Seasonal Adaptation of a Circadian Clock

Project Details


Project Summary In this proposal we will use Drosophila as a model system to understand how circadian (E24 hr) systems adapt to seasonal changes in environmental conditions, with an emphasis on the relatively uncharacterized role of temperature. A major foundation of this proposal is based on our long-standing work showing that in D. melanogaster the temperature-dependent splicing of the 3'-terminal intron (called dmpi8) from the critical clock component period (per) is a prominent 'thermosensor'that adjusts the distribution of daily wake-sleep cycles, eliciting seasonably appropriate responses. As in many diurnal animals, Drosophila manifests morning and evening activity bouts separated by a midday siesta and largely sleep during the night. On warm days splicing of the dmpi8 intron is inefficient leading to slow accumulation of per RNA levels, events that enhance midday siesta and likely minimize the risks associated with desiccation during the hot midday hours. Recent progress indicates that multiple suboptimal splicing signals [i.e., 5'and 3'splice sites (ss)] are the basis for the thermosensitivity in the splicing efficiency of dmpi8, and endow D. melanogaster with the ability to prolong its midday siesta into the mid-to-late afternoon, presumably facilitating its adaptation to temperate climates where warm days are typically associated with extended periods of heat. Indeed, temperature-dependent changes in per 3'-terminal splicing efficiency and adjustments in daily wake-activity cycles are absent in several species of Drosophila that are naturally restricted to Afro-equatorial localities, wherein temperature and daylength undergo little fluctuation throughout the year. Intriguingly, these non-thermal responsive species have strong 5'and 3'ss on their per 3'-terminal introns, perhaps limiting their ability to colonize temperate climates. Presumably, low temperatures favor the interaction of splicing factors with suboptimal splicing signals. We will undertake a multi-faceted experimental strategy that includes biochemical, molecular, cell-culture and whole animal approaches to understand the cis- and trans-acting factors regulating the splicing efficiency of per 3'-terminal introns and how they modulate wake-sleep cycles in Drosophila. This will include characterization of newly identified natural polymorphisms in per that differentially regulate dmpi8 splicing and might vary geographically. We will also determine whether the effects of dmpi8 splicing are preferentially mediated from the morning or evening rhythmic brain centers and/or the more recently described arousal/sleep pacemakers. By undertaking comparative studies using a wide variety of natural populations and Drosophila species, this proposed work offers a unique opportunity to integrate studies on gene expression and neural circuits controlling complex behaviors with ecological and evolutionary implications. On a broader perspective, our work suggests that natural selection operating at the level of splicing signals plays an important role in the thermal adaptation of life forms.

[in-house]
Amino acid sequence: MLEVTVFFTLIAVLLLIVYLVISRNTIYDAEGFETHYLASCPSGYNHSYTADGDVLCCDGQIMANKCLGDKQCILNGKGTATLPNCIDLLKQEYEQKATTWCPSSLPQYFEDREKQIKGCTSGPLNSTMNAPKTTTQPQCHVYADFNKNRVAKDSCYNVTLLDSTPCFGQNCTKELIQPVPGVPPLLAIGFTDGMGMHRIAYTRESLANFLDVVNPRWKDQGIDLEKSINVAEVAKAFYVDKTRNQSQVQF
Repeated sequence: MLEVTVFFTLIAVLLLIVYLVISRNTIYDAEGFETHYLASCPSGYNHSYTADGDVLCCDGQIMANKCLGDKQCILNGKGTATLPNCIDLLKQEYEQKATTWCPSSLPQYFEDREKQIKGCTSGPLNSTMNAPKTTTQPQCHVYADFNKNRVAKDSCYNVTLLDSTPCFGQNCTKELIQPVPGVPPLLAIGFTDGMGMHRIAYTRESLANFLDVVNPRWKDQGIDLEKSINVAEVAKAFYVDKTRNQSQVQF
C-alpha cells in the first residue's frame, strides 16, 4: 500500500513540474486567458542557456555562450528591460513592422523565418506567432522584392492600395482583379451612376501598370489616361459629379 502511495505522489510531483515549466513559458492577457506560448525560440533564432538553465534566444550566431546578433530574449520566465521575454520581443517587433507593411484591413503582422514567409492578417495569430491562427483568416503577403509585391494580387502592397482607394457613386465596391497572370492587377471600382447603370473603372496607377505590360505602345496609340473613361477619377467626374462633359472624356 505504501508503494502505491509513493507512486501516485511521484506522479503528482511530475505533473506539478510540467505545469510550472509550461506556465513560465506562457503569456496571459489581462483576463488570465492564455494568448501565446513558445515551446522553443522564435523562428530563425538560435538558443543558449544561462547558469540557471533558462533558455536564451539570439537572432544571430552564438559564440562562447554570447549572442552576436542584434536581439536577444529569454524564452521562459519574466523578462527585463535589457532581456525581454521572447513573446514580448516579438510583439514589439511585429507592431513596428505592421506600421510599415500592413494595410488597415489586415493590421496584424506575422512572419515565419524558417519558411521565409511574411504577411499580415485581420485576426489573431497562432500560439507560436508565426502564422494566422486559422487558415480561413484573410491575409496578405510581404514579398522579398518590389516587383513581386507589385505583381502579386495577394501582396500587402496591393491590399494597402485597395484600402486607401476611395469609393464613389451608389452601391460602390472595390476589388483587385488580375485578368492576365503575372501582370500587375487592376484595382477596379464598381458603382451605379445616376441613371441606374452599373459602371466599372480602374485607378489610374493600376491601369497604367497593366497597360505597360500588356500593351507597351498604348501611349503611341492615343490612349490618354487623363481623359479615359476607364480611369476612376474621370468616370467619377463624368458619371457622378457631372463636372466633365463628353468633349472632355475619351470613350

Effective start/end date7/1/096/30/10


  • National Institute of Neurological Disorders and Stroke: $386,250.00


  • Ecology


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